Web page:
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                  • #10
                    And as a p.s., I don't have a bag grinder at all and it's going to stay that way!
                    It'd take a month of Sundays to get my money back on the outlay.

                    Comment


                    • #11
                      A journey back into the pre ground land..

                      Nicely put Chokkidog. That is definitely an angle that needs to be taken into consideration. It's a hard balance between quality, quantity and in turn profit and income... But also the education of the customer. One of my coworkers likes to take the hardline direct route by saying to some customers "and that coffee will be stale by the time you get home" when handing the grounds over. I don't particularly think this is the best way but I suppose it's better than nothing! I try and ask if they have considered a grinder and go on from there.

                      Mike

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                      • #12
                        A journey back into the pre ground land..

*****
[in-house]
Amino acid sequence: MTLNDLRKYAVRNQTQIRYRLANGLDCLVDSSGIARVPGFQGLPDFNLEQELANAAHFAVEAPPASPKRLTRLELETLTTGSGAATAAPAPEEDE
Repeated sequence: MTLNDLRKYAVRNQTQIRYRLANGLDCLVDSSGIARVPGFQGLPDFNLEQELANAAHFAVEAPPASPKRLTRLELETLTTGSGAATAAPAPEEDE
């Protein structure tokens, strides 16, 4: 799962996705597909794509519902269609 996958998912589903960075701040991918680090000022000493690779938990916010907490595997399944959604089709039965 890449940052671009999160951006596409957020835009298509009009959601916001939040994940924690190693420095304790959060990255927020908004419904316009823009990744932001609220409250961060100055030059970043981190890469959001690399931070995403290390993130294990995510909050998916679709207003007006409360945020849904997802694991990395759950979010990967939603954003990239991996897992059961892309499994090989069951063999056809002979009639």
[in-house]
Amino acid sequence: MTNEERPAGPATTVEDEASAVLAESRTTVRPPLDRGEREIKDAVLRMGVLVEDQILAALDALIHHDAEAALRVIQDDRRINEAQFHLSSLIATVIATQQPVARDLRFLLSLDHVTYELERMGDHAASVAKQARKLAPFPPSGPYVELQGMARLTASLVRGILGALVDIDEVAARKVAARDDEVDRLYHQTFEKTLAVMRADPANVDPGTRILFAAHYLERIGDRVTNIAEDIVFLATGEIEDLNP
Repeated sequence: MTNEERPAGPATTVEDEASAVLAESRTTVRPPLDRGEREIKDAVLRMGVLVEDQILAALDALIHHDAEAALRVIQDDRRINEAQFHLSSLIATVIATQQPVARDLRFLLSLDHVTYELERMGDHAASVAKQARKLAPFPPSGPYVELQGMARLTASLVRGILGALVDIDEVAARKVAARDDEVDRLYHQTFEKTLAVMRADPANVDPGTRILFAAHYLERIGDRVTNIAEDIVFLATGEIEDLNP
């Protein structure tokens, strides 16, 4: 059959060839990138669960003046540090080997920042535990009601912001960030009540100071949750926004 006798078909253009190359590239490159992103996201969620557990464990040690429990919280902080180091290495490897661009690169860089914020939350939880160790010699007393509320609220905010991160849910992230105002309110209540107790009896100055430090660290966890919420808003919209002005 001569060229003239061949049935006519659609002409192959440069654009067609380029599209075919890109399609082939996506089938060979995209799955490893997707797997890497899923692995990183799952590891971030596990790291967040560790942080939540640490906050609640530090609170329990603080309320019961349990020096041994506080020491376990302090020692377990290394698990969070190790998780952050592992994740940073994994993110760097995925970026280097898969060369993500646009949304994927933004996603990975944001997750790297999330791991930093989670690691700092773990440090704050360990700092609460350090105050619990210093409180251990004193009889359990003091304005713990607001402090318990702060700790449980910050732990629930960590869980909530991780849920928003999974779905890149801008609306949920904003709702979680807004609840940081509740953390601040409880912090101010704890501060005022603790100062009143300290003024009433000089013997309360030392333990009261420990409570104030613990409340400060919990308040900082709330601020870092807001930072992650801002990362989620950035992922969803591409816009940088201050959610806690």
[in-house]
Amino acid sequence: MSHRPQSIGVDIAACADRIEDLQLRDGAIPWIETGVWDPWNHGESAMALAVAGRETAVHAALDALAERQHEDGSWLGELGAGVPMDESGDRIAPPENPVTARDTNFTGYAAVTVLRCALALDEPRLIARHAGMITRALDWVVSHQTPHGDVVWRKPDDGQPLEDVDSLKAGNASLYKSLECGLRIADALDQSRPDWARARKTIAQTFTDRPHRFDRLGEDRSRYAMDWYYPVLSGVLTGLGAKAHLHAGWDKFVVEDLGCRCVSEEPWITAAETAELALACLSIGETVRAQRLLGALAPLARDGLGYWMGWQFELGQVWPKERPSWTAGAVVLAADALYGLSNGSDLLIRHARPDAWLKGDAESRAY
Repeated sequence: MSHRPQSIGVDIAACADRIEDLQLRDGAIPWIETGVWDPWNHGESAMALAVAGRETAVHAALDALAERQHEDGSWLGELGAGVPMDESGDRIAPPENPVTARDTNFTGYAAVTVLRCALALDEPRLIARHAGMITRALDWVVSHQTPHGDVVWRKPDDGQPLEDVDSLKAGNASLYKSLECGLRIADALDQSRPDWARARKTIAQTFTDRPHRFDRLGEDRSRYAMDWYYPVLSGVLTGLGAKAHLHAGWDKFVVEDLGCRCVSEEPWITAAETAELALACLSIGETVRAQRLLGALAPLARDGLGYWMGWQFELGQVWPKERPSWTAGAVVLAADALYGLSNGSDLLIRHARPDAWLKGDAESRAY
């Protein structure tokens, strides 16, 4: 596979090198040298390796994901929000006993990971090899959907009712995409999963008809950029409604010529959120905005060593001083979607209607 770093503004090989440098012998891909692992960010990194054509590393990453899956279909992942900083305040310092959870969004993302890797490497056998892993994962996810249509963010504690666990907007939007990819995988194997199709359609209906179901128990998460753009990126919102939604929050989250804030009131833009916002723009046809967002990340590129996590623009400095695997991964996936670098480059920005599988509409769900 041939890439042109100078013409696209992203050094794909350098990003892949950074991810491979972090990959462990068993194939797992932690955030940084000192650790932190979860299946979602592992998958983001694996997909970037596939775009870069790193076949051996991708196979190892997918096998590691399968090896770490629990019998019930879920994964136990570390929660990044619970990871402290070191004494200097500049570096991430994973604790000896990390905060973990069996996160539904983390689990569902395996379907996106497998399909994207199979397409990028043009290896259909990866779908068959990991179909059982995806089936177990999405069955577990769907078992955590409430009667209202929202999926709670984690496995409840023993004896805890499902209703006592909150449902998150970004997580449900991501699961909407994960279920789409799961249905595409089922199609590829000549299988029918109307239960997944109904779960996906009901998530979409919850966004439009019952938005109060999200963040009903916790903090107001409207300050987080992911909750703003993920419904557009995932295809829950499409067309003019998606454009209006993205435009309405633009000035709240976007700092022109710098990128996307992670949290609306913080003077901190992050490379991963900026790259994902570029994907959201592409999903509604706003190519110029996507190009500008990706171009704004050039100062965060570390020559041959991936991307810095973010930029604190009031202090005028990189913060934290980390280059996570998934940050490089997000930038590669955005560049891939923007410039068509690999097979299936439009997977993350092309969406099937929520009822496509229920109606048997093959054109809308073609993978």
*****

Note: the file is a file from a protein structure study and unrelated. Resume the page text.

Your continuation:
Reminds me of the debate I have with my wife, I say that if I ever open a restaurant I'll only serve steaks up to medium, if they want it cooked any more they're in the wrong restaurant. She says the customer is always right, and of course who are you going to fob off the bad cuts of meat to...

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                        • #13
                          No one's going to argue with you!
                          Good luck with that thought on a busy Internet forum... ;-)

                          The reason that any coffee roasters supply pre-ground is simple; it gives them a wider market and more cash flow...
                          Whoa... not "any", maybe "most" or even "some" but certainly not all of us.

                          I have always offered ground in BeanBay but it was never about sales figures (and like Chris above, I'll never get my money back on the expensive bag grinder), it was simply and option for people as a stepping stone away from pre-packaged and instant coffees.